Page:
What the new casino law really accomplishes
There has been much discussion since the regular session of the legislature concluded this past March about a law we passed giving racetrack casinos (“racinos”) a subsidy to modernize their equipment.
The law sets up a convoluted formula by which racinos may draw down money from the state to modernize their video lottery equipment.
The four tracks are allowed $10 million per year (total for the four) for 10 years and the entire amount is capped at $100 million.
The percentage of the total in each year for each racino is limited to the percentage of the total amount of money that track generates for the state.
The tracks must spend $2 of their own money for every $1 they draw down from this fund.
The money must be spent on brand new video lottery terminals. Unused amounts in each year may only be carried forward for a year.
There is a separate fund from which the Greenbrier Hotel casino may draw money for the same purpose. That money comes only from revenue generated by the Greenbrier. Also, the law allows the Greenbrier to have “simulcast” (televised) pari-mutual wagering on horse and dog races at any racetrack,West Virginia or otherwise.
I think this is a good idea.
It’s important to note that our local racino (Hollywood Casino at Charles Town Races) did not ask the legislature to pass this law.
Right before the legislature went into session this past January, officials from Hollywood-at-Charles Town met with all of the Eastern Panhandle delegation to give us their “wish list” for the year. This idea was not on it.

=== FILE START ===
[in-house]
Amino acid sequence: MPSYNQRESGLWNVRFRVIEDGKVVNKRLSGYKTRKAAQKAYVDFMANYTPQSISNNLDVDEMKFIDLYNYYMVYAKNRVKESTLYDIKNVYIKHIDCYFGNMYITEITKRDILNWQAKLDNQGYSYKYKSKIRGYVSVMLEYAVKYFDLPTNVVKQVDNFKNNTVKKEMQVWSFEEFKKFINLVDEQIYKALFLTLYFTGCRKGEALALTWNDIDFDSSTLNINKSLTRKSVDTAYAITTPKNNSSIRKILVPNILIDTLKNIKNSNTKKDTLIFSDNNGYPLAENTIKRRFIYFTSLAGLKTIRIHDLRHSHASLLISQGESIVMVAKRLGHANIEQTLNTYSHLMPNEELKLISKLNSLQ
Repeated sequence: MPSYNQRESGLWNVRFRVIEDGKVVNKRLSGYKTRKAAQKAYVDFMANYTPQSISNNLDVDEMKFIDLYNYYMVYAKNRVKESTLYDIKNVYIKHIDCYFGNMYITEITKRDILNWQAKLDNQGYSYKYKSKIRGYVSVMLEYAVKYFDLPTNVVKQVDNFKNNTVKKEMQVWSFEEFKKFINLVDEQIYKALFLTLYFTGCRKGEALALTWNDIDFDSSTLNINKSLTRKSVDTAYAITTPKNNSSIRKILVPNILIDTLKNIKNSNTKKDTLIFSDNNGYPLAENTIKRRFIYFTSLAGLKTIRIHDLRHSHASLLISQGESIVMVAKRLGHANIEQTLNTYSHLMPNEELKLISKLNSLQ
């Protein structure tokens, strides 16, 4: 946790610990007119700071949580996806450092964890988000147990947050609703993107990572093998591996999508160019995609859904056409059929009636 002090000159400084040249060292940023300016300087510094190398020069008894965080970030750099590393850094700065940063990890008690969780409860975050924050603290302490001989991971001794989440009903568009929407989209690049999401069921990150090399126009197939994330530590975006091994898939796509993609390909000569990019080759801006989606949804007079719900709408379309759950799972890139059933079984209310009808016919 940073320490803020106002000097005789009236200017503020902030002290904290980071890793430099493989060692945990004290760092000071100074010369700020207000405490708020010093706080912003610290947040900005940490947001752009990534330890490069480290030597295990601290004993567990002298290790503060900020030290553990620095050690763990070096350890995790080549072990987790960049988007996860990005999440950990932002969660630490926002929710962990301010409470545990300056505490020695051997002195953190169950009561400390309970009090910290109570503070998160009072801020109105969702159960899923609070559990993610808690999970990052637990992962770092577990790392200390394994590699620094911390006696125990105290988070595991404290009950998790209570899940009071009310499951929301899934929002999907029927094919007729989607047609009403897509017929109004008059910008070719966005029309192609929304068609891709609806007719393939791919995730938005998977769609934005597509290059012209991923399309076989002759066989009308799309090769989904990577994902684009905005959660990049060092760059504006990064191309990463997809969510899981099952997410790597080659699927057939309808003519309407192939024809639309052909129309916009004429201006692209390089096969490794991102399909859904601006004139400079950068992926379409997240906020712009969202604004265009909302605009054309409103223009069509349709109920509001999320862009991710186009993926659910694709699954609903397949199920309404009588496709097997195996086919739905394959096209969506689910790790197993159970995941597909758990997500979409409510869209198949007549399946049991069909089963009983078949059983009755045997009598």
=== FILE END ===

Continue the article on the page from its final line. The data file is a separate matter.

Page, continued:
The request came from the two tracks in our state’s Northern Panhandle (Mountaineer Park, which has horse racing, and Wheeling Downs, a dog track).
These tracks are experiencing new and strong competition from Pennsylvania and Ohio. Without the boost they will get from this law they would be in danger of going out of business.
Those two tracks bring in close to $200 million in taxes for the state per year, plus millions more in local taxes.
Were they to go out of business the state would lose a lot more than $10 million per year.
And it’s quite likely that the amount the state ends up subsidizing the tracks will be considerably less than $10 million per year for 10 years.
Hollywood-at-Charles Town’s equipment is mostly state-of-the art, so it may not use all of its allotment. And Hollywood produces half of the total revenue from the four tracks, so its allotment is half of the total.
The two Northern Panhandle racinos bring in between them about 35 percent of the total for the four tracks.
Their annual limit from this fund will be $3.5 million, or $35 million total for the 10-year period.
So, we’re making available $3.5 million per year to save $200 million per year.
Even though those numbers make sense to me I was still reluctant to vote to create this fund. I voted for it because delegates from the Northern Panhandle persuaded me that doing so was critical to their economy.
Also, there is one additional provision in the law that I like. The $5 per bet limit on video lottery terminals was removed. I think this provision was antiquated.
No other state that allows casinos, racetrack or otherwise, has such a bet limit. I’m confident that removing it will mean more money made by our racinos and therefore more tax revenue generated by them.